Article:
This week’s reports—from Russia, Taiwan, Australia, China, Singapore, Sri Lanka and Canada— show the continued shifts in payments strategies across the globe.

  • Russian Banks Issue First Payment Alternative To Visa, MasterCard

The move on Tuesday (Dec. 15) reveals the Mir card, which translates to “peace,” “world” and “Bite me, U.S. card brands.” According to a story in The Rakyat Post, Mir was issued “by a string of banks, among them Gazprombank, Rossiya bank and others blacklisted by the West following Moscow’s annexation of Crimea from Ukraine last year.”

About 35 banks are participating in the payment system, and seven have issued the card during the initial pilot. The new cards are colored blue and green.

  • Alipay Tries Out New Mobile Wallet in Taiwan

Ant Financial, the Alibaba financial service affiliate that operates Alipay, that nearly 3,500 Taiwan businesses, which include department stores, supermarkets, street vendor associations, chain stores and telecom firms, have signed up for its mobile wallet service since its official launch on Dec. 1, according to a report in Yibada.

About 3.22 million mainland tourists visited the island last year, an annual increase of 47 percent, the report said. “This year, the number of tourist hit 3.11 million in the first nine months.”

Many Taiwanese, though, still prefer cash and in-store shopping. “The digital payment market in Taiwan is of great potential as about 70 percent of transactions here are still through cash,” said Ray Gu, director of Ant Financial Global Business-Taiwan.

  • UnionPay Launches QuickPass In China

The mobile payment launch, announced in Beijing, was done in partnership with 20 commercial banks. A UnionPay statement said the new offering supports NFC, HCE, TSM and tokenization.

The statement said that QuickPass will be accepted at more than 10,000 “locations of 25 franchise chains in mainland China, including Carrefour, McDonald’s, Watsons, FamilyMart, and COSTA, with exclusive offers for QuickPass users. More merchants are expected to come onboard soon.”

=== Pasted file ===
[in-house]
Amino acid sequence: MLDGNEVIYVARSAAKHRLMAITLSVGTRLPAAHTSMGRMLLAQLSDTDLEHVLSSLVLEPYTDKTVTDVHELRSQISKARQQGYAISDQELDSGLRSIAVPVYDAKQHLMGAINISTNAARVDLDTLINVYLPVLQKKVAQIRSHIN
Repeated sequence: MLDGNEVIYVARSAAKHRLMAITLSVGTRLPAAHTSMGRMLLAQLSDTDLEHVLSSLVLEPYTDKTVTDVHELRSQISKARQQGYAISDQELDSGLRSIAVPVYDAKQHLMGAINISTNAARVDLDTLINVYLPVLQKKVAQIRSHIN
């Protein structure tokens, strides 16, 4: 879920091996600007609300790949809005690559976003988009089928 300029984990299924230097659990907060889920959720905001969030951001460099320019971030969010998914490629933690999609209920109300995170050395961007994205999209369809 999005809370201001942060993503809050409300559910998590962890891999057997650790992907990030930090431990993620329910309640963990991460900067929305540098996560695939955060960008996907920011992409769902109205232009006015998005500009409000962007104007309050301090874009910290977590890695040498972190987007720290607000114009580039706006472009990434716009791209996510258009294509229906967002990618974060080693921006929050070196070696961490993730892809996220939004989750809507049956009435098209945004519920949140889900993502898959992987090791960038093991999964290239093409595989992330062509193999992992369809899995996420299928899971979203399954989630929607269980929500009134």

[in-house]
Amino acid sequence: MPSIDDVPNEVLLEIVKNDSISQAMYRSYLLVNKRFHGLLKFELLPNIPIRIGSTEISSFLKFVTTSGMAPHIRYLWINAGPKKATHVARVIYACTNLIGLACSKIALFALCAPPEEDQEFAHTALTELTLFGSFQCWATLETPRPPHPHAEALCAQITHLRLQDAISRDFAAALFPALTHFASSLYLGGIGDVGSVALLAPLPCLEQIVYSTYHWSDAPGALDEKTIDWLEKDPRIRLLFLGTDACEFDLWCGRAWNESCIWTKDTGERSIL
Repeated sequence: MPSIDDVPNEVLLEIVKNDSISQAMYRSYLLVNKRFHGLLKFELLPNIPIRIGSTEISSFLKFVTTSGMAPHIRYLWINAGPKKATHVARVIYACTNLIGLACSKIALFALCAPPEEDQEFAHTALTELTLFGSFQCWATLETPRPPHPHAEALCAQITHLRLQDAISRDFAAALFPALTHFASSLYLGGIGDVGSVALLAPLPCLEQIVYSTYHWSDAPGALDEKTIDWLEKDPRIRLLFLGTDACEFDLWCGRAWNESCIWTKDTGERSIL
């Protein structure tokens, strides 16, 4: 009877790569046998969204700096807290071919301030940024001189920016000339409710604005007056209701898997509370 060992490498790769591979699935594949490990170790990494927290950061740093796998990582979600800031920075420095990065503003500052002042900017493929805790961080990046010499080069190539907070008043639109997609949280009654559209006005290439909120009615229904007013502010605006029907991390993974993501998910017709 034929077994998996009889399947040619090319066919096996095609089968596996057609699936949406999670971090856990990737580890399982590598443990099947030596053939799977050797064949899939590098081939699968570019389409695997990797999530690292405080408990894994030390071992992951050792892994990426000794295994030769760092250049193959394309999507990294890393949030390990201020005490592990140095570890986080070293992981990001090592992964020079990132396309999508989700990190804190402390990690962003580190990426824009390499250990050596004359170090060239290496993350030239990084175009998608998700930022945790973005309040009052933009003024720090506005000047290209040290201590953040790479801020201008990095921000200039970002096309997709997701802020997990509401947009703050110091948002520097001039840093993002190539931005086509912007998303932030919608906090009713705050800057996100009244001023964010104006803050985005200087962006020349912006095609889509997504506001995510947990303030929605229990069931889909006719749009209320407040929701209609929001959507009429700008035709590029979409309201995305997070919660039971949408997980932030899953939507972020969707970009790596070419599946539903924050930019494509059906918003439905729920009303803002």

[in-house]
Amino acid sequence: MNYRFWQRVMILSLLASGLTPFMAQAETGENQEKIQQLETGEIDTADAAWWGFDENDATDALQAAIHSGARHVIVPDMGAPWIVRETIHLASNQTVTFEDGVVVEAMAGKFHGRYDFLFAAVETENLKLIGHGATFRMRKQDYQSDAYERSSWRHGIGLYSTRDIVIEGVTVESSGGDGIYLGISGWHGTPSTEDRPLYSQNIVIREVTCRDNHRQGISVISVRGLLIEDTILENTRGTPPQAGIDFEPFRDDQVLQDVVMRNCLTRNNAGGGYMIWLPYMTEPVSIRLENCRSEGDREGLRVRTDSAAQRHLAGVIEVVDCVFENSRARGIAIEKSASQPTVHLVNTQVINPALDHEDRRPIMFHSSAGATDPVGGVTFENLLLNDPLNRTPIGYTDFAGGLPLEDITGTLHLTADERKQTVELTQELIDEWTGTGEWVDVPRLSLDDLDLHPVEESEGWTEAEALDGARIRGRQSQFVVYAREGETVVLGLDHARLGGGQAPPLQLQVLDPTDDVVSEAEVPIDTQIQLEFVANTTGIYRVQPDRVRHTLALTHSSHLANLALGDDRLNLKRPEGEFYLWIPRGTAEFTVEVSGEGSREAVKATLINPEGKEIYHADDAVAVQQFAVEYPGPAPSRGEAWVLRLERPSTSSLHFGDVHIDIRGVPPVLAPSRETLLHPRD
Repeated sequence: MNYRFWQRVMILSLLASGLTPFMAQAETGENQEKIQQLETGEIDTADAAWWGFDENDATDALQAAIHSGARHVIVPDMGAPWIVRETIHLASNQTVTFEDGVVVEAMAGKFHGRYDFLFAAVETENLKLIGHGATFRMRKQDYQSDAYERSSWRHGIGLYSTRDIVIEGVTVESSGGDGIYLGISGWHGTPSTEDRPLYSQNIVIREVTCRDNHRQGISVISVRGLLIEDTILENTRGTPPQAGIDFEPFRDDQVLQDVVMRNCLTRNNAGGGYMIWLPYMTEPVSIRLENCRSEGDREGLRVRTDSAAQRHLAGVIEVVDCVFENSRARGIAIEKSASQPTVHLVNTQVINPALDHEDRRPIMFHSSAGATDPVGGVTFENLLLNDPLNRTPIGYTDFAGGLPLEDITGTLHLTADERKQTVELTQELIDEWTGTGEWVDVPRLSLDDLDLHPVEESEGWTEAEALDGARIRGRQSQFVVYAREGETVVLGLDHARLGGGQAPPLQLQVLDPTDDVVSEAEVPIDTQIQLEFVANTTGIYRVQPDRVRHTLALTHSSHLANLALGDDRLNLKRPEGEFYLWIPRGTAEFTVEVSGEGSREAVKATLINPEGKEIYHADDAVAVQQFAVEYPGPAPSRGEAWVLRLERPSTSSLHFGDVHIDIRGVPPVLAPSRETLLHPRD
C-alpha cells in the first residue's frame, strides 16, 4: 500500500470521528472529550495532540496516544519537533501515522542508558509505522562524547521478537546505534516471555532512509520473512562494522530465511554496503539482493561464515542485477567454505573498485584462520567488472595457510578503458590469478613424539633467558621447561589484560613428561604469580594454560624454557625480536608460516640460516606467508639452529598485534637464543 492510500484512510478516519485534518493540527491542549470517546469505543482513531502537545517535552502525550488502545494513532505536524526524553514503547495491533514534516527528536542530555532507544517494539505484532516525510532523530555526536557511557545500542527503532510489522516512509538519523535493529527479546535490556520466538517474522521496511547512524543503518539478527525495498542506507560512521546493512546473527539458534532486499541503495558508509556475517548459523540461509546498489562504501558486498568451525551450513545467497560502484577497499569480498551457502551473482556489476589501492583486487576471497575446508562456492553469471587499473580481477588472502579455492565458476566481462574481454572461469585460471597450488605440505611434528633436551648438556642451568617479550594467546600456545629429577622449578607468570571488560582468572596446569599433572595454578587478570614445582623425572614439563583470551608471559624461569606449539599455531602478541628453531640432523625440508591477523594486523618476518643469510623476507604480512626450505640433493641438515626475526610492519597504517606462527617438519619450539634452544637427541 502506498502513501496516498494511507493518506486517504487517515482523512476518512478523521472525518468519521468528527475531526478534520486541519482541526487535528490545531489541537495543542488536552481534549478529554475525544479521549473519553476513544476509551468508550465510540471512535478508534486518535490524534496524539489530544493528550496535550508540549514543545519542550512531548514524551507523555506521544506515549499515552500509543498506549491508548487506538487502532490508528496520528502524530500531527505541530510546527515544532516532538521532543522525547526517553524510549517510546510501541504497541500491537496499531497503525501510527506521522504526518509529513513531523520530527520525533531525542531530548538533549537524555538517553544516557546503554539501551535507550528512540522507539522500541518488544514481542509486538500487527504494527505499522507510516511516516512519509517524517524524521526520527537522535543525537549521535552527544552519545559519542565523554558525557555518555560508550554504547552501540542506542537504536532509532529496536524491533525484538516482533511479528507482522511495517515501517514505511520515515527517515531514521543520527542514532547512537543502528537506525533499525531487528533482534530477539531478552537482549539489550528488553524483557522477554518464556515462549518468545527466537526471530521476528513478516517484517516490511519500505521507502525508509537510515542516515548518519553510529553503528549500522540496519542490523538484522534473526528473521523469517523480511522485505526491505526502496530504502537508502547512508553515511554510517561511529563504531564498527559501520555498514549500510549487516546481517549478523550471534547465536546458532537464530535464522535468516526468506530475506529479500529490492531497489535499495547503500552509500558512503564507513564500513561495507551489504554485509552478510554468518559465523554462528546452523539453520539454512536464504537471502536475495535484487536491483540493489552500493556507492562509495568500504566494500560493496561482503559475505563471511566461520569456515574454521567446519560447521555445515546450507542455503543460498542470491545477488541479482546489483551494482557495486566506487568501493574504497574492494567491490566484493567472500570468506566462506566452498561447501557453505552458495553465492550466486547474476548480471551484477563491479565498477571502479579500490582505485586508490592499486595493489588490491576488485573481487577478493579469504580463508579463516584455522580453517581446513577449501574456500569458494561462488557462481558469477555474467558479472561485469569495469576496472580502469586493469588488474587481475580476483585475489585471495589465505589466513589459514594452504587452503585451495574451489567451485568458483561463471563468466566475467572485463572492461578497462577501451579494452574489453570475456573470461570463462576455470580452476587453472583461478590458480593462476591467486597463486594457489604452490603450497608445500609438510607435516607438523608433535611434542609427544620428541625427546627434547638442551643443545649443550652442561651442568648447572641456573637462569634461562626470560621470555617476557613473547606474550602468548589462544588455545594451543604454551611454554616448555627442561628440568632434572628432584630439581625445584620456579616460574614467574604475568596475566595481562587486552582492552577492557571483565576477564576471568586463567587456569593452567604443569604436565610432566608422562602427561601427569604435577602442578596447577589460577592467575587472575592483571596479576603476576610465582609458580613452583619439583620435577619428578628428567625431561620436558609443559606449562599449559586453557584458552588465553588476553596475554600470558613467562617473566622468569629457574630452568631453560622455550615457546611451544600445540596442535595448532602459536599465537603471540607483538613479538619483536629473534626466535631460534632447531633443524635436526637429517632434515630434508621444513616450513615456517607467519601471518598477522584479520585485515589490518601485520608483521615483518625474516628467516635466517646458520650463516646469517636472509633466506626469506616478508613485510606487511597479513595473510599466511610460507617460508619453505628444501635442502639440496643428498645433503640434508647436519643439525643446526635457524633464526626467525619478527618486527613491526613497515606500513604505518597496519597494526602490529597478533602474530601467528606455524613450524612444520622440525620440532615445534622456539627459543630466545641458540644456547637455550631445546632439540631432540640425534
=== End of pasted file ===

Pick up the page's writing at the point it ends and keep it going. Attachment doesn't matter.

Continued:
UnionPay’s statement also rattled off some of its prior mobile efforts: “Prior to QuickPass, UnionPay has successively launched a series of mobile payment products and services such as SWP-SIM, eSE embedded solution and wearable payment devices in cooperation with telecommunication operators, mobile manufacturers and wearable device manufacturers.”

  • In Australia, Citi Guts Loyalty Benefits

After Visa and MasterCard slashed the fees they pass along to bank partners in Australia, CitiBank became the first major issuer to peel back the rewards on its loyalty programs. Among the changes: abolishing points on payments to the tax office and tripling the fee to $30 to opt for direct redemption of rewards from Qantas, according to a report in The Sydney Morning Herald.

“Other banks are expected to follow suit, with bigger reductions expected once the Reserve Bank of Australia’s plan to cap these so-called interchange fees and to regulate American Express companion cards comes into force,” the story noted.

A spokesman for Citi told the paper: “”Due to the external repricing of interchange rates, effective November 1, the revenues that Citi receives from individual credit card transactions has significantly decreased. As a result of this change, Citi has advised customers that its credit card rewards program will be amended from March next year.”

  • Visa Rolls Out First Token Service For Asia Pacific

The cardbrand on Monday (Dec. 14) its first regional token with United Overseas Bank, as part of the bank’s UOB Mighty mobile wallet.